The Maryland Senate on April 10 joined the House in voting to keep 11 Baltimore schools under local control, upsetting the first-ever attempt by a state to take over failing schools under the federal No Child Left Behind law.
Gov. Robert L. Ehrlich Jr., a Republican, vetoed a bill on April 7 that sought a one-year moratorium to prevent the state board of education and state schools Superintendent Nancy S. Grasmick from restructuring those schools or removing any others from the direct control of the Baltimore school board.
But only three days later, 30 of the Senate’s 47 members overrode that veto. The House voted April 8 to override the veto on a 97-42 vote. Both votes in the Democratic-controlled legislature were largely along party lines.
The override came despite a threat from Deputy U.S. Secretary of Education Raymond J. Simon, who wrote to Ms. Grasmick last week threatening to take away $171 million in federal Title I funds from Maryland if the state fails to restructure the 11 schools.
But Maryland Attorney General Joseph Curran, an elected Democrat, said in a recent opinion that the bill blocking the Baltimore takeovers does not jeopardize federal funds for the state.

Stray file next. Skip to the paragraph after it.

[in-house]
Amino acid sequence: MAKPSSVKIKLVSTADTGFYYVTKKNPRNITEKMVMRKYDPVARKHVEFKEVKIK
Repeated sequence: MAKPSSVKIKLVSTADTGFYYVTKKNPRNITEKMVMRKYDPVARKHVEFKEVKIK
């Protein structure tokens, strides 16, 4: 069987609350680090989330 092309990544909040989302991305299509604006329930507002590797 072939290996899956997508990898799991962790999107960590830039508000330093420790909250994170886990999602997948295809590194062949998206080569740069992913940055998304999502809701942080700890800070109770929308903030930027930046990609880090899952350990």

Powerless to Help?
In his veto message, Gov. Ehrlich said he was “deeply concerned” the bill would “delay the urgent help we must deliver to the principals, teachers, and children in these schools.”
Under the federal NCLB law, states are required to use any of five options for intervening in schools that fail to meet annual performance targets for five consecutive years, including restructuring and takeovers.
By spring 2009, all Maryland students must pass the state’s high school assessments in order to graduate.
“Unfortunately, the pass rates for the four identified Baltimore city high schools and the seven identified middle schools are not at all hopeful. Lead time is critical in helping implement a viable curriculum and strong instruction to abate the current tide of failures,” Mr. Ehrlich said.
Ms. Grasmick told Education Week in an interview on April 6 that an override of the veto would leave the state powerless to help the failing schools.
“One should be concerned about the circumstances of the students,” she said. “When we look at the reforms, we look at a world that’s increasingly competitive. Thousands of students that have not received a high school diploma in the state should be alarmed” if the state is not allowed to implement the reforms.